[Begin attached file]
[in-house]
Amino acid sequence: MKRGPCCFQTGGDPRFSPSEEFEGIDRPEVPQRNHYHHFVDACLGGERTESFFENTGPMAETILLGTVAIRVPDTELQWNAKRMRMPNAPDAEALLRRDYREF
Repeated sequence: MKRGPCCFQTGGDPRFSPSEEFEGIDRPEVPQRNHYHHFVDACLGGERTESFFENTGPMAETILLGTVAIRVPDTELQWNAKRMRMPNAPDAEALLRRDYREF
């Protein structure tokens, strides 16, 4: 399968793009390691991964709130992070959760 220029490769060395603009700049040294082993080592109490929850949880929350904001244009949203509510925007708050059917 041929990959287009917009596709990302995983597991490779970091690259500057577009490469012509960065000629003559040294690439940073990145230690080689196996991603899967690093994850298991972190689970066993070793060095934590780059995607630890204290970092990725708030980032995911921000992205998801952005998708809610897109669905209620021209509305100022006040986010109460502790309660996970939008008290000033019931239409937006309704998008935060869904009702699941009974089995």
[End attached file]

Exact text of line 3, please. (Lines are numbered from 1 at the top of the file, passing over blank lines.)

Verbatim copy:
Repeated sequence: MKRGPCCFQTGGDPRFSPSEEFEGIDRPEVPQRNHYHHFVDACLGGERTESFFENTGPMAETILLGTVAIRVPDTELQWNAKRMRMPNAPDAEALLRRDYREF